Vineyard owners monitoring roller coaster weather
As the winter months draw to a close, vineyards in the Northern Shenandoah Valley are once again monitoring the weather for freezing temperatures.
In 2014, abnormally cold temperatures caused some area vineyards to lose vines and drastically affected operations.
Krista Jackson-Foster, co-owner of North Mountain Vineyard in Maurertown, noted that the temperatures have not been cold enough yet to cause serious damage.
The National Oceanic and Atmospheric Administration estimated that, for the month of February, temperatures have been nearly 7 degrees below average.
However, NOAA has also reported that temperatures in this region were half-of-a-degree below average in January and almost five degrees above average in December.
Effects from freezing temperatures are basically variable, according to Tony Wolf, viticulture specialist at the Alson H. Smith Jr. Agricultural Research and Extension Center in Winchester.
In order for freezing temperatures to cause “serious damage,” Jackson-Foster said it has get to “4 degrees below-zero for about four hours.”
Tyler Newcomb of Valerie Hill Vineyards said that some varieties of European vines can see damage as the temperatures drop below 10 degrees.
Wolf said, “That low temperature critical threshold is governed by how cold the preceding temperatures are leading up to the stress event.”
For example, Wolf noted that last week was actually “the best we could have hoped for” because the temperatures were “low, but not damaging.”
“This makes the plants a little more ‘cold hearty’ and … increases their ability to resist damage,” Wolf added.
Wolf also said, “We’re talking about a few degrees, but sometimes that is all that it takes … to mean the difference between some injury and no injury to the plant.”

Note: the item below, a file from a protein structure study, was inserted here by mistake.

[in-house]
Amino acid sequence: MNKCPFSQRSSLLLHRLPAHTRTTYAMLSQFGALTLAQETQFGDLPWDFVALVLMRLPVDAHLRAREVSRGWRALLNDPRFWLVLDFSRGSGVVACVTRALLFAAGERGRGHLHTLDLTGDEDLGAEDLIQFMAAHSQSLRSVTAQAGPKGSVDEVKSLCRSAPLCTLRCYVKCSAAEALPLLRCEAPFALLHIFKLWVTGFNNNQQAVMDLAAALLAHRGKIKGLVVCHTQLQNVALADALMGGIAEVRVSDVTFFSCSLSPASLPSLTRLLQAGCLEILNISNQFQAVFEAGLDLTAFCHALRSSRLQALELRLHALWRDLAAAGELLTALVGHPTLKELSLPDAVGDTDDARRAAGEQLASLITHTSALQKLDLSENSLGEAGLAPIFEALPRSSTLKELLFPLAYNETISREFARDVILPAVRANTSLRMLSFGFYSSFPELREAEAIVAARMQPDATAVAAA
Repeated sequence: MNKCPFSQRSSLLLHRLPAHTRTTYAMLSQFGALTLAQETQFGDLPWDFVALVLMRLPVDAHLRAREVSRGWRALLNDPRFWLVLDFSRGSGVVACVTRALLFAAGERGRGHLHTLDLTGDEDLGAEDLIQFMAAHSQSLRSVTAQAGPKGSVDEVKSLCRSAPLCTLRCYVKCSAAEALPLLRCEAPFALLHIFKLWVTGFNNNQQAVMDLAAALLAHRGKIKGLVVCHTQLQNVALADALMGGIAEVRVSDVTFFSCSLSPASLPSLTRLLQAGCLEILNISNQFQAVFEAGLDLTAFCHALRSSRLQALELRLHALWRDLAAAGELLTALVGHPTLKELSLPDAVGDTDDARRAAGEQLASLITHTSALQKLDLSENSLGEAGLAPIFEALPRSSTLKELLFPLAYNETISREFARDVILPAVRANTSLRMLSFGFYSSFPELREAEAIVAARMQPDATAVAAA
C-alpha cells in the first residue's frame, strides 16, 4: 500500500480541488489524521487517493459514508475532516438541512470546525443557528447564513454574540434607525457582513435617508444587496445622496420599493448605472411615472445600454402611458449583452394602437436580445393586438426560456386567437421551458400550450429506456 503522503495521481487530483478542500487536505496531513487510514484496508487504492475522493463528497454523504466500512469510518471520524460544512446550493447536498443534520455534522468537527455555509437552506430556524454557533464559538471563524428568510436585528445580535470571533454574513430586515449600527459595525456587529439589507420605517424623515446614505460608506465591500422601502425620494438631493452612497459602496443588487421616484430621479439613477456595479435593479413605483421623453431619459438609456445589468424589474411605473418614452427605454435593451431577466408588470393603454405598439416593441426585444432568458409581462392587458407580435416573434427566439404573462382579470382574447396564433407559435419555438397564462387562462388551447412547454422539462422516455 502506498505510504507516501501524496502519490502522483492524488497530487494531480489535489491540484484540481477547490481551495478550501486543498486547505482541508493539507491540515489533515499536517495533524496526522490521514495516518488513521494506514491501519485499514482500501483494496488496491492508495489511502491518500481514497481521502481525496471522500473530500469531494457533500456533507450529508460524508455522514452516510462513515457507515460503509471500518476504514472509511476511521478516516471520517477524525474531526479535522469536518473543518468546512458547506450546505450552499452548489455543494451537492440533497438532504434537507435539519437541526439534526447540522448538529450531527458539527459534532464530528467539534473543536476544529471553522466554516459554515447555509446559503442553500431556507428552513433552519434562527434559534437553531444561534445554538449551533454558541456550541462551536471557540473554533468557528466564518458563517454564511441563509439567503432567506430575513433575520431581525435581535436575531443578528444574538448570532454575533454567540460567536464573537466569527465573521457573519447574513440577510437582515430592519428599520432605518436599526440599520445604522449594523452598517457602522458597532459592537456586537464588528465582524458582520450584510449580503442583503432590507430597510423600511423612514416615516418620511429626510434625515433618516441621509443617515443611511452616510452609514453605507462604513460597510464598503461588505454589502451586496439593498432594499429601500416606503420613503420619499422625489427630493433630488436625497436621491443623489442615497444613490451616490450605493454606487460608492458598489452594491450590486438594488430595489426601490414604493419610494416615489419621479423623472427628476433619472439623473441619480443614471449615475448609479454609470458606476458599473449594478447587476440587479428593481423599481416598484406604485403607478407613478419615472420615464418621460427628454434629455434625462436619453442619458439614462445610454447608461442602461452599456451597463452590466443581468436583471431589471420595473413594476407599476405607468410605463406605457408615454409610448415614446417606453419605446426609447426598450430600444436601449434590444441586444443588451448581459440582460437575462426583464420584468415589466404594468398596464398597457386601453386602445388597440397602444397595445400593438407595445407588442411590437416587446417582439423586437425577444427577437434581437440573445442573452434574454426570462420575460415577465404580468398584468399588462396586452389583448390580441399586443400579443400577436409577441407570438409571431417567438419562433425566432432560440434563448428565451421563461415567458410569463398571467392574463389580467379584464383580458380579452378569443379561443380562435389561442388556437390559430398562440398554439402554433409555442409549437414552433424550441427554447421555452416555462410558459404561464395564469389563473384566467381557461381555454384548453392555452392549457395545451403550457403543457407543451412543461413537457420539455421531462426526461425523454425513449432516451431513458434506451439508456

Ron Schmidt, owner and operator of Cedar Creek Winery in Star Tannery, also said the weather has not been cold enough for serious damage to occur.
Jackson-Foster noted that, ironically, snow can actually provide natural protection for certain types of vines.
“We have a nice blanket of snow on our vineyards, and that covers the grass section … it’s like a little blanket,” she said.
The snow, Jackson-Foster added, provides a “slow melt,” which benefits the soil and plants for the spring season.
Each owner agreed that younger vines are more susceptible to damage than seasoned vines during the winter.
Newcomb said that vineyards will continually prune plants throughout the winter months to prepare for the spring.
Jackson-Foster said that some vine damage is be to expected during the winter months.
“There are always a bunch of vines that do not make it through the winter,” she said, “We have to take out the damaged vines … and replant a new [vine] there.”
Newcomb said that the bigger concern for vineyards, in terms of freezing, is the hard frosting that can occasionally occur in the early spring months.
Wolf said, “The thing I’m a little worried about, is this pattern we have been in, this sort of roller coaster ride.”
Wolf said, temperatures in the 60s and 70s can cause vines to “lose their cold heartiness.” Temperature shifts between cold and warm, Wolf explained, can “lead to spring frost problems.”
Schmidt explained that he has been planting since 1999 and “lost total crops” in 2001 and 2013. This caused Schmidt and his operation to not produce any wine that year.
Newcomb noted, “Once you’ve got buds coming out of the vines, if you get a hard frost, it can kill those buds.”
The cost of the replacing vines, Newcomb said, can be between $10,000 and $12,000 per acre, depending on the variety. “If you lose an entire acre, then you have to replant that entire thing.”
Vineyard owners say they are monitoring the weather and hoping that temperatures do not reach extreme lows.
“We all worry about the same kind of things and we go through some scares with frost every season. It’s nothing new for our climate,” Wolf said. “We just have to deal with that.”
Wolf said that spring frosting for this season “is so far off that, at this point, I want to get through the winter first.”
Jackson-Foster noted, “We hold our breath during the winter months and say, ‘Hopefully we are not going to get a lot of damage.’ But there is nothing we can do.”
In regards to the 2015 winter season, Wolf said, “So far, knock on wood, things are looking fairly good.”
Contact staff writer Kevin Green at 540-465-5137 ext. 155, or firstname.lastname@example.org
Print This Article